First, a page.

A beginners guide to Vagrant, part 2 - Provisioning and Puppet

In the first part of this begginer's guide to Vagrant, we found out how to install Vagrant and get a really basic Ubuntu box up and running. But we need something more: we need to properly set up our development environment, in a fully automated way. It's time to use provisioners to help us with these tasks. For a better understanding of how provisioners work, lets start using a very basic shell script as a provisioner.

Provisioning with Shell

The shell provisioner allows you to execute a shell script inside the vagrant box, as root. Lets use this really simple shell script as an example - it only echoes "test":

#!/bin/sh

echo "vagrant test";

Save it as script.sh in your project root folder. Now lets change our Vagrantfile and add this script as a provisioner.

Vagrant.configure("2") do |config|

  config.vm.box = "precise64"
  config.vm.box_url = "http://files.vagrantup.com/precise64.box"

  config.vm.network :private_network, ip: "192.168.33.101"

  config.vm.synced_folder "./", "/vagrant"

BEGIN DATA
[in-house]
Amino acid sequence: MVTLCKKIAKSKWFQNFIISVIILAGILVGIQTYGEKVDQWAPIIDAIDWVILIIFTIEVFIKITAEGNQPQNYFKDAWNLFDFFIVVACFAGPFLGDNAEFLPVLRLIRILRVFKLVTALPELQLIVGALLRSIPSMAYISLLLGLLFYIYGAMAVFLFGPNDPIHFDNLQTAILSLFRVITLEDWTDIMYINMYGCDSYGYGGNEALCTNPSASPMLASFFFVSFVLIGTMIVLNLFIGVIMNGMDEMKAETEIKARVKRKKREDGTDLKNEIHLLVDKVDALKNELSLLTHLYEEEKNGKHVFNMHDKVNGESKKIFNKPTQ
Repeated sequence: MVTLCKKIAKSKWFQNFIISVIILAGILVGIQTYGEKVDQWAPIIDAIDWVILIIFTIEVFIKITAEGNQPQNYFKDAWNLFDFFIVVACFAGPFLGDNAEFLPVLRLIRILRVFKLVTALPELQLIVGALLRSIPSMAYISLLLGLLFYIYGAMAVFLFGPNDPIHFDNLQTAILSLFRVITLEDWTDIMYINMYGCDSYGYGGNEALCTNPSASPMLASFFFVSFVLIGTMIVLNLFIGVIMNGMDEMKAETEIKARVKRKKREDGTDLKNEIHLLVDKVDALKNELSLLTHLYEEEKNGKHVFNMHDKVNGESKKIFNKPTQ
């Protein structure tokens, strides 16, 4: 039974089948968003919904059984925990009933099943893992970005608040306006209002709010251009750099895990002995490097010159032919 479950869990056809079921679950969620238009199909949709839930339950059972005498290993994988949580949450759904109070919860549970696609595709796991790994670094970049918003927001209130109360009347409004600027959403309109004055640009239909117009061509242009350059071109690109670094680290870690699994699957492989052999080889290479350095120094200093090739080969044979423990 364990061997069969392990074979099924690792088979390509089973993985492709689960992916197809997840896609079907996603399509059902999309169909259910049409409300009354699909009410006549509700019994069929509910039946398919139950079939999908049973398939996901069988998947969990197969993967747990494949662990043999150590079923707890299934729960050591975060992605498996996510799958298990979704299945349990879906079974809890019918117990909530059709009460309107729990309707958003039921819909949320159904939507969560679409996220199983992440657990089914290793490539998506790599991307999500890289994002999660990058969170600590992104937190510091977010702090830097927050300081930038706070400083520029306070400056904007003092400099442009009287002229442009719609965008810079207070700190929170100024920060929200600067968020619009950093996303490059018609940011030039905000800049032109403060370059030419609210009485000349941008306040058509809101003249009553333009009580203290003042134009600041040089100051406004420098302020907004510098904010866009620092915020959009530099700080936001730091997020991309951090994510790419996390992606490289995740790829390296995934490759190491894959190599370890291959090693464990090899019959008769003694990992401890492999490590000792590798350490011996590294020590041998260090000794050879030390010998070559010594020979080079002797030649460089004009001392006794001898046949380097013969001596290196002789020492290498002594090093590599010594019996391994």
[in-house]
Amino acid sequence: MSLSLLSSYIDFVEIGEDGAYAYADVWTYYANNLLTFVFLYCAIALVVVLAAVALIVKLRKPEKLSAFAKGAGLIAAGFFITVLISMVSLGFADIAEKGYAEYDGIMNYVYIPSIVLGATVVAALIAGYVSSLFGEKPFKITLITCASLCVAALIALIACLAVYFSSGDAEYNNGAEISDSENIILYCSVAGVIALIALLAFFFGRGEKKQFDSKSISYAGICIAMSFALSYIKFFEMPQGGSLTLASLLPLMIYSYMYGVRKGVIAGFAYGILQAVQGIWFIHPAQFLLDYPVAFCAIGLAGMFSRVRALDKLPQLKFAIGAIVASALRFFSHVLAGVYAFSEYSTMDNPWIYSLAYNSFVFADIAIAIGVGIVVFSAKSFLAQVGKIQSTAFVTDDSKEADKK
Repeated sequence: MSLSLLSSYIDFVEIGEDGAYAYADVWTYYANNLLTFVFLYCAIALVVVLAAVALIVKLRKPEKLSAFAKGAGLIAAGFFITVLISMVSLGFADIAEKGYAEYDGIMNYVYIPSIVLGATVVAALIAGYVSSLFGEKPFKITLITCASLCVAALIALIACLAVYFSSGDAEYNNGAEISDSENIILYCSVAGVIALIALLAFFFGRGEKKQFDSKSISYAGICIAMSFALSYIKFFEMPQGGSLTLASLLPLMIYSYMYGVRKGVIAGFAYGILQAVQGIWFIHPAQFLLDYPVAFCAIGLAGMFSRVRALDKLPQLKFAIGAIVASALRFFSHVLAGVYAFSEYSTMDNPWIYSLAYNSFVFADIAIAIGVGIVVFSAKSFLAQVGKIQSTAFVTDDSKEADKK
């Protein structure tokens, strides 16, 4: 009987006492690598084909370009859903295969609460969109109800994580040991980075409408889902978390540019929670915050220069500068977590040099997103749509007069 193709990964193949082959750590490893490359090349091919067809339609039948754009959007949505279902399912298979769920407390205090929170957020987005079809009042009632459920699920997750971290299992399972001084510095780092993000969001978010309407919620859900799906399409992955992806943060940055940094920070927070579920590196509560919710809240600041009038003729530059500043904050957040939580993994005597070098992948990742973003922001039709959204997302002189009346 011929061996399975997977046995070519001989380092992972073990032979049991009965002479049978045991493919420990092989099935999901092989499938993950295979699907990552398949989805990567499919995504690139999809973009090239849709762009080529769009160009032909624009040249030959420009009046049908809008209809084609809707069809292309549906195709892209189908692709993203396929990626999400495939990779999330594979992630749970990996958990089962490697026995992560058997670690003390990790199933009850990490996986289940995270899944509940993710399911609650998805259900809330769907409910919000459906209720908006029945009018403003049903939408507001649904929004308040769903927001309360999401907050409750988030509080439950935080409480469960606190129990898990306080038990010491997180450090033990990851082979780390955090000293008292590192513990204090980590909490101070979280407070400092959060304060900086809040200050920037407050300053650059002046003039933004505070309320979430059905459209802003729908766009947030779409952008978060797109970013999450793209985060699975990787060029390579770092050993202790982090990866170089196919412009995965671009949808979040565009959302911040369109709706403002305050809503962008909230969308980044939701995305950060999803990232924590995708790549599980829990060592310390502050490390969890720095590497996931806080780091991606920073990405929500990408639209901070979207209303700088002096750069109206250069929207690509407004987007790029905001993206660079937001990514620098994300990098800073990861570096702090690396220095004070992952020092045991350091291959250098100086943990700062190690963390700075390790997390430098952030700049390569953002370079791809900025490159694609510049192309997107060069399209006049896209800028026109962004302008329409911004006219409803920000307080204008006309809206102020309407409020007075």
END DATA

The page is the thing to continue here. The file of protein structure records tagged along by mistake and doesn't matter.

config.vm.provision :shell, :path => "test.sh"

end

Run vagrant up* and you will have an output like this:

➜  vagrant-lab git:(master) ✗ vagrant up
Bringing machine 'default' up with 'virtualbox' provider...
[default] Clearing any previously set forwarded ports...
[default] Fixed port collision for 22 => 2222. Now on port 2200.
[default] Creating shared folders metadata...
[default] Clearing any previously set network interfaces...
[default] Preparing network interfaces based on configuration...
[default] Forwarding ports...
[default] -- 22 => 2200 (adapter 1)
[default] Booting VM...
GuestAdditions 4.2.18 running --- OK.
[default] Waiting for machine to boot. This may take a few minutes...
[default] Machine booted and ready!
[default] Configuring and enabling network interfaces...
[default] Mounting shared folders...
[default] -- /vagrant
[default] Running provisioner: shell...
[default] Running: inline script
stdin: is not a tty
vagrant test

As you can see, the script was successfully executed, in the end of the provisioning - you can see the "vagrant test" string being echoed. For simple scripts like this, instead of writing the script in a separated file, you could also use the inline option:

config.vm.provision :shell, :inline => "echo Hello, World" 

* If your vagrant is already up, you can run a vagrant reload to "restart" it, or a vagrant provision if you only want to re-run the provisioners tasks. For turning the machine off, run vagrant halt. If you want to start from scratch, you need to run a vagrant destroy - this will destroy any changes made to the base box.